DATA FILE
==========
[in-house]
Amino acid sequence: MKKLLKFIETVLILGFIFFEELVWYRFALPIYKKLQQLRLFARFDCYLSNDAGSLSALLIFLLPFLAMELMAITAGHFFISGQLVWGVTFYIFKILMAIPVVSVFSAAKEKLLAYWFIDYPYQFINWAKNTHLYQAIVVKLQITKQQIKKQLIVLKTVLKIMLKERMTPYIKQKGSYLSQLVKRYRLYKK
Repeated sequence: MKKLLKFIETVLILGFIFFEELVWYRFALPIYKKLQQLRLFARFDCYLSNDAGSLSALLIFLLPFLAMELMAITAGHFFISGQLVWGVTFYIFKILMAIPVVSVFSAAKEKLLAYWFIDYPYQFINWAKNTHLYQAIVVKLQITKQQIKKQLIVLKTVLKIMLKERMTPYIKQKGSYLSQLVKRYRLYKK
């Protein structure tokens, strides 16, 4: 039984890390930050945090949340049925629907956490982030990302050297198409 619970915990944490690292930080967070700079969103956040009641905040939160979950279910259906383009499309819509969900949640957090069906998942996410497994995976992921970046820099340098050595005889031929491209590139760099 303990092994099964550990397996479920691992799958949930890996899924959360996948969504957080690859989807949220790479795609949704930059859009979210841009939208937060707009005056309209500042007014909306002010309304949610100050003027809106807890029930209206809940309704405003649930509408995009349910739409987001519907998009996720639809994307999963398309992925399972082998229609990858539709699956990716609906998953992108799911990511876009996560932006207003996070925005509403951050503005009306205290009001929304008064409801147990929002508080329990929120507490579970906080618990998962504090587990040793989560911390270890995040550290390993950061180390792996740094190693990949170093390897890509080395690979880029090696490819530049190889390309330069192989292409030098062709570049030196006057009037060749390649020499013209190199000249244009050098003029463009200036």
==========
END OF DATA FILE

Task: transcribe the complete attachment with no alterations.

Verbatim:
[in-house]
Amino acid sequence: MKKLLKFIETVLILGFIFFEELVWYRFALPIYKKLQQLRLFARFDCYLSNDAGSLSALLIFLLPFLAMELMAITAGHFFISGQLVWGVTFYIFKILMAIPVVSVFSAAKEKLLAYWFIDYPYQFINWAKNTHLYQAIVVKLQITKQQIKKQLIVLKTVLKIMLKERMTPYIKQKGSYLSQLVKRYRLYKK
Repeated sequence: MKKLLKFIETVLILGFIFFEELVWYRFALPIYKKLQQLRLFARFDCYLSNDAGSLSALLIFLLPFLAMELMAITAGHFFISGQLVWGVTFYIFKILMAIPVVSVFSAAKEKLLAYWFIDYPYQFINWAKNTHLYQAIVVKLQITKQQIKKQLIVLKTVLKIMLKERMTPYIKQKGSYLSQLVKRYRLYKK
């Protein structure tokens, strides 16, 4: 039984890390930050945090949340049925629907956490982030990302050297198409 619970915990944490690292930080967070700079969103956040009641905040939160979950279910259906383009499309819509969900949640957090069906998942996410497994995976992921970046820099340098050595005889031929491209590139760099 303990092994099964550990397996479920691992799958949930890996899924959360996948969504957080690859989807949220790479795609949704930059859009979210841009939208937060707009005056309209500042007014909306002010309304949610100050003027809106807890029930209206809940309704405003649930509408995009349910739409987001519907998009996720639809994307999963398309992925399972082998229609990858539709699956990716609906998953992108799911990511876009996560932006207003996070925005509403951050503005009306205290009001929304008064409801147990929002508080329990929120507490579970906080618990998962504090587990040793989560911390270890995040550290390993950061180390792996740094190693990949170093390897890509080395690979880029090696490819530049190889390309330069192989292409030098062709570049030196006057009037060749390649020499013209190199000249244009050098003029463009200036």